The Christianization of Japan During the First Thirty Years of the Jesuit Apostolate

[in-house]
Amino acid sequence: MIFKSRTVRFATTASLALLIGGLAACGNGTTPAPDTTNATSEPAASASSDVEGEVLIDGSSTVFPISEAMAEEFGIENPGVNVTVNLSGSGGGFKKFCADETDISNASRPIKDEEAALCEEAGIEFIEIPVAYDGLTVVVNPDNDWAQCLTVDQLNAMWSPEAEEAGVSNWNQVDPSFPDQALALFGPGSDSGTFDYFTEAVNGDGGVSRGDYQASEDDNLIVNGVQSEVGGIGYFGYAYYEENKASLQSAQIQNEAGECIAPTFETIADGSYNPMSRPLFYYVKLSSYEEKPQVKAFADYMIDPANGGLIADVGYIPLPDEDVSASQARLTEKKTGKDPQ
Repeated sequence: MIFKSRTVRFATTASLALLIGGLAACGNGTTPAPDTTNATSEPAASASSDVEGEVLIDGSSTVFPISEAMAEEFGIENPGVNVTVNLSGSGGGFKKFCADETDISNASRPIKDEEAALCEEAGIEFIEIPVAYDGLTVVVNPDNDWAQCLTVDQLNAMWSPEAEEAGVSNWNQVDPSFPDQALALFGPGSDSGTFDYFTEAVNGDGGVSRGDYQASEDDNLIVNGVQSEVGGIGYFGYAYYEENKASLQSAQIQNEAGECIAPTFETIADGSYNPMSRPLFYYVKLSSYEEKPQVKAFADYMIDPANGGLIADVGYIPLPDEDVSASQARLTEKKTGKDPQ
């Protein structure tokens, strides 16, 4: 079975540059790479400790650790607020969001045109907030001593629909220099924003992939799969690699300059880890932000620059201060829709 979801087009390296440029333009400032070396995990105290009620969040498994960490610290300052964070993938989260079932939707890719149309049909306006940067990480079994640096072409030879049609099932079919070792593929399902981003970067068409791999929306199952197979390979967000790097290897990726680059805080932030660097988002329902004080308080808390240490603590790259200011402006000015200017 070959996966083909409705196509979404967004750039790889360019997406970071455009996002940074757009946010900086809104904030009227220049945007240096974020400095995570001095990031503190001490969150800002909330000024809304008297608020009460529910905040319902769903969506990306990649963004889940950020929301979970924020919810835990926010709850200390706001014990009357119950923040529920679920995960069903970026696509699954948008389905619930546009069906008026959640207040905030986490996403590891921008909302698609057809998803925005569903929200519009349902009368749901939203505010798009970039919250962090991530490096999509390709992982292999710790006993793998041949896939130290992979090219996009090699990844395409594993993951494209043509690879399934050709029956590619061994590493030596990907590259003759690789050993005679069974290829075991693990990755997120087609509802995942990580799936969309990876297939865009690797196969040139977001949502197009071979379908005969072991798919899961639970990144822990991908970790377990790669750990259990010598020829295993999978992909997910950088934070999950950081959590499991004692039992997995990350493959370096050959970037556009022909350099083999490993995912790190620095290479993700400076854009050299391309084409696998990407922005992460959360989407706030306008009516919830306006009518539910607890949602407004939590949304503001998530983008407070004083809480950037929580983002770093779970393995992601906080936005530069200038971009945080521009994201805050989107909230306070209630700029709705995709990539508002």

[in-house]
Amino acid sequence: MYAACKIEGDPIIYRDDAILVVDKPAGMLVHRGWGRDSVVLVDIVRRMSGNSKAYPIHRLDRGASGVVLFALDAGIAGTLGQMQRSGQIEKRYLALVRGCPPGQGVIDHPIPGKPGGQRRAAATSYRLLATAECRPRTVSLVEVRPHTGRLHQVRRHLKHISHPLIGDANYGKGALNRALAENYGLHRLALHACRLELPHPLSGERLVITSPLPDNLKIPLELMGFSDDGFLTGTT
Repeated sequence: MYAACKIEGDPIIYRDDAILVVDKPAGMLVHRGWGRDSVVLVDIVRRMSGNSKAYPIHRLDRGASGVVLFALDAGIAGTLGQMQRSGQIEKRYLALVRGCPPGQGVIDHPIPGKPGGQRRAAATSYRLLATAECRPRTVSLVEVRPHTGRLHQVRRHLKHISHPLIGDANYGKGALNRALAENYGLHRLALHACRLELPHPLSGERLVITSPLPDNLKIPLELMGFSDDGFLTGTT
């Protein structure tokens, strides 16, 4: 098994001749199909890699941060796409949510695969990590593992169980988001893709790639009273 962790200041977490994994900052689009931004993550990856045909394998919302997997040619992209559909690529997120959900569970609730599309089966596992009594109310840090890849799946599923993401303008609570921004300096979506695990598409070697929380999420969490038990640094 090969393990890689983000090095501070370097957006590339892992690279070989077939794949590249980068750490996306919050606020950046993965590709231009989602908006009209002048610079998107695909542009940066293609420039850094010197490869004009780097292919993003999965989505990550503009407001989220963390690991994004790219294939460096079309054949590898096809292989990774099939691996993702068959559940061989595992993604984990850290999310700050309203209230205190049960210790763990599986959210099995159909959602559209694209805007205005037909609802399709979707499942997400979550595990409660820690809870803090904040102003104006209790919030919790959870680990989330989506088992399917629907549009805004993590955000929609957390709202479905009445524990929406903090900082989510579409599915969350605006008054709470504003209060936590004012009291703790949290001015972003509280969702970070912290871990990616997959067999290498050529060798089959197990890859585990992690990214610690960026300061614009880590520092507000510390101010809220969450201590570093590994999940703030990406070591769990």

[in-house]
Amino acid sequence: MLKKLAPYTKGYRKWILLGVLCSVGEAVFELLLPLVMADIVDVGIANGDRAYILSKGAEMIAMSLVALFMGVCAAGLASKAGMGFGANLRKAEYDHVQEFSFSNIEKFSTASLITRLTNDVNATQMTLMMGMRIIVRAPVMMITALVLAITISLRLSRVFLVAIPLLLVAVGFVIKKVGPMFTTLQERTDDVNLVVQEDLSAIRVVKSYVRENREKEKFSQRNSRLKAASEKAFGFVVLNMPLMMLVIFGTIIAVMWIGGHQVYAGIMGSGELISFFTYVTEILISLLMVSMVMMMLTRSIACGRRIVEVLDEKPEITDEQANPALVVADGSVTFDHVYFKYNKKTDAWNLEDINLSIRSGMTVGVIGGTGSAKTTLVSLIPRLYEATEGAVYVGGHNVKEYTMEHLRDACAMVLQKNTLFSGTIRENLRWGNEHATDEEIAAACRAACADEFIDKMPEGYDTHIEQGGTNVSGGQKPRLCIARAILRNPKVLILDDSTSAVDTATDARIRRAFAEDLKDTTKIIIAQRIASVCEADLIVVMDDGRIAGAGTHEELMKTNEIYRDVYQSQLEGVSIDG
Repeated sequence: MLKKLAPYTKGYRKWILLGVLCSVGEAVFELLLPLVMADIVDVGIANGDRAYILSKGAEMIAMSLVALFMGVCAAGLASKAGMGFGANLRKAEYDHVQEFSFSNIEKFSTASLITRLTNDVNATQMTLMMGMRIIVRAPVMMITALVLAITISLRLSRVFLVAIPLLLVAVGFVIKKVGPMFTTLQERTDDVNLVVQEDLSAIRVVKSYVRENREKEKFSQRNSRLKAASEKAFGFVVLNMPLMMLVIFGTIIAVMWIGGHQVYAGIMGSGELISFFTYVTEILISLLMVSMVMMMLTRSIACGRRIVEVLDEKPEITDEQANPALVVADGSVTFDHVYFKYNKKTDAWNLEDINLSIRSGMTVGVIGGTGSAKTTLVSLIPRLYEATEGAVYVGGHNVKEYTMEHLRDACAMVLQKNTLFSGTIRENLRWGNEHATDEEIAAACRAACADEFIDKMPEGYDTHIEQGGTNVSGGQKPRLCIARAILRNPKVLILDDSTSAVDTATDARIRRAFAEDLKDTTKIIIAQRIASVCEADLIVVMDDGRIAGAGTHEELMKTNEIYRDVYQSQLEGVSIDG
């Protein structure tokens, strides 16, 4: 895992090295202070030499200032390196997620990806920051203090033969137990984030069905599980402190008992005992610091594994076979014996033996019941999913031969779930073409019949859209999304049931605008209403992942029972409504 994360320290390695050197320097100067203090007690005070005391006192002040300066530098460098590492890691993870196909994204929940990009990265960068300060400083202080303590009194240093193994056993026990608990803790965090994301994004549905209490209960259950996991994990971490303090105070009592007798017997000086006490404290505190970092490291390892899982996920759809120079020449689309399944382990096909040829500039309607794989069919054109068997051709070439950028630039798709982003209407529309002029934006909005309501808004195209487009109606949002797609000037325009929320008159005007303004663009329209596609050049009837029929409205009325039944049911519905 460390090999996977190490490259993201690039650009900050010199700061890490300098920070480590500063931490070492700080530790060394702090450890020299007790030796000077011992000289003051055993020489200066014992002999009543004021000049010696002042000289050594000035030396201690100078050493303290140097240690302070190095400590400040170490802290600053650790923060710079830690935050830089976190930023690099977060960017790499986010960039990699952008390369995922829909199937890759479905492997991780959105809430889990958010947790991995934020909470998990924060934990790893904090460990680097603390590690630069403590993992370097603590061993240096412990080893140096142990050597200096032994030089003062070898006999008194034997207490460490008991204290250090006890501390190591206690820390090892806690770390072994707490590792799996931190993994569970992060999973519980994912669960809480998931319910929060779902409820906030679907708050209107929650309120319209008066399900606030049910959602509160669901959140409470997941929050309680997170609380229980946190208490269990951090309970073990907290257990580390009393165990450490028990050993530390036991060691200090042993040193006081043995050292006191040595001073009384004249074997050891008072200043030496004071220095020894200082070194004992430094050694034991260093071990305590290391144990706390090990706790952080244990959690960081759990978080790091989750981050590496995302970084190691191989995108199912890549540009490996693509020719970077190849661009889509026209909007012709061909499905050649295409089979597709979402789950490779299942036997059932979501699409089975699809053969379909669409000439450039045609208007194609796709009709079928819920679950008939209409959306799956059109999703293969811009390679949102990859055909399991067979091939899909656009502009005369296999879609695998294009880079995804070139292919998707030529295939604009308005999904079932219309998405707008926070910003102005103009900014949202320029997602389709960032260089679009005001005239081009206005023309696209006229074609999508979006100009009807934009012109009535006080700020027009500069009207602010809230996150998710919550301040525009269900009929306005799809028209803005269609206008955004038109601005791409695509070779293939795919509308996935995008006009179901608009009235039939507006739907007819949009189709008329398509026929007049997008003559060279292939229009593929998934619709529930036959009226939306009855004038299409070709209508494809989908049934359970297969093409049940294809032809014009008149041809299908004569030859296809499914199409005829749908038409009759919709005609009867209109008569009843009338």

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The Jesuit mission to Japan (1549-1639) has long attracted the attention of historians because it coincided with a number of developments in Japanese history: increasing contact with Western powers, political reunification, and the transition to early modernity. However, few historians have placed the Jesuit mission in the wider context of Christianization, a process that many different peoples and cultures globally experienced during the premodern and early modern periods. This study examines Japan's participation in the world-historical process of Christianization during the first thirty years of the Jesuit apostolate. Making extensive use of Jesuit documents written between 1548 and 1561, this study demonstrates how the Japanese of the sixteenth century experienced Christianization and how that experience connected them to other missionized peoples and cultures across time and space.
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